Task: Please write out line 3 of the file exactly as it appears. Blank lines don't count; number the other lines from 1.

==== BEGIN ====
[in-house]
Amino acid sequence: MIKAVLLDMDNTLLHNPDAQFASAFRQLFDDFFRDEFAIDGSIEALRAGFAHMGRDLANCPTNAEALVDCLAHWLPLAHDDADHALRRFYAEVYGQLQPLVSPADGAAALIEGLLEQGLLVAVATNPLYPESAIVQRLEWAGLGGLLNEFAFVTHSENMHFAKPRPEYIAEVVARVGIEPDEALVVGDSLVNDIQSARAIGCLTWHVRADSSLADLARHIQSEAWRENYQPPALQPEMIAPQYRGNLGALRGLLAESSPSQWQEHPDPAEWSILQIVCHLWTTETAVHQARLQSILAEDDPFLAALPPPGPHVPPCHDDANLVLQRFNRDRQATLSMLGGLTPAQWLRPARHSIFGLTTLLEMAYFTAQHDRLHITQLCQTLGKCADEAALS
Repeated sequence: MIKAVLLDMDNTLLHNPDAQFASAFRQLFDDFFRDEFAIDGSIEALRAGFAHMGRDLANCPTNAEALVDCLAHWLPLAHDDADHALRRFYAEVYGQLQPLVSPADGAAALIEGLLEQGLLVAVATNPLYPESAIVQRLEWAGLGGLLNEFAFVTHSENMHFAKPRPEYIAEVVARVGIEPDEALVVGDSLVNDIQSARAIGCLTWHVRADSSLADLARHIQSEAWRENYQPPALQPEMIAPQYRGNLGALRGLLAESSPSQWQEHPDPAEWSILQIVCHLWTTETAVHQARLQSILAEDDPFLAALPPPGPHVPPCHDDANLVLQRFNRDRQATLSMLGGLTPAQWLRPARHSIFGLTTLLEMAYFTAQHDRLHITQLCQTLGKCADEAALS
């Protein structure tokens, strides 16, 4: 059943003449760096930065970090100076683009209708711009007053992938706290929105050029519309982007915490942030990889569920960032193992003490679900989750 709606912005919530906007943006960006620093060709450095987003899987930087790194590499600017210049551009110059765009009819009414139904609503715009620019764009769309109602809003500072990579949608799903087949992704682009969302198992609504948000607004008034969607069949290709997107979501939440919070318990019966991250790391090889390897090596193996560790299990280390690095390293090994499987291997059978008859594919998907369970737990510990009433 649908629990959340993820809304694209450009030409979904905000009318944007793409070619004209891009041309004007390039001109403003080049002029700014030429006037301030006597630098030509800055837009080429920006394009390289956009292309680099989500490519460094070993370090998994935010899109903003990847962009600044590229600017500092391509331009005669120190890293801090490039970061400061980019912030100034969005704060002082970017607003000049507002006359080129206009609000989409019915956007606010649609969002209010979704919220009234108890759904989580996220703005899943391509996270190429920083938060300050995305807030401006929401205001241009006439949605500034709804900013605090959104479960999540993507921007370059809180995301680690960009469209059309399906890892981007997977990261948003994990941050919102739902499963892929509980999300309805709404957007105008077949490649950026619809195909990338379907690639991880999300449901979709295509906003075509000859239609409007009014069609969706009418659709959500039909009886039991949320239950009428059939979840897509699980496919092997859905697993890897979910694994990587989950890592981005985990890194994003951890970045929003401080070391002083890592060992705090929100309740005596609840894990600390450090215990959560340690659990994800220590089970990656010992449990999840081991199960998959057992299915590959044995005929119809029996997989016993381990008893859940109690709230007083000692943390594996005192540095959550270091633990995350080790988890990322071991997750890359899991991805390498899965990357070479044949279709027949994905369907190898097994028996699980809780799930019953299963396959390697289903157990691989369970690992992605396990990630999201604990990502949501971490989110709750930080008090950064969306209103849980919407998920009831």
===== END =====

Repeated sequence: MIKAVLLDMDNTLLHNPDAQFASAFRQLFDDFFRDEFAIDGSIEALRAGFAHMGRDLANCPTNAEALVDCLAHWLPLAHDDADHALRRFYAEVYGQLQPLVSPADGAAALIEGLLEQGLLVAVATNPLYPESAIVQRLEWAGLGGLLNEFAFVTHSENMHFAKPRPEYIAEVVARVGIEPDEALVVGDSLVNDIQSARAIGCLTWHVRADSSLADLARHIQSEAWRENYQPPALQPEMIAPQYRGNLGALRGLLAESSPSQWQEHPDPAEWSILQIVCHLWTTETAVHQARLQSILAEDDPFLAALPPPGPHVPPCHDDANLVLQRFNRDRQATLSMLGGLTPAQWLRPARHSIFGLTTLLEMAYFTAQHDRLHITQLCQTLGKCADEAALS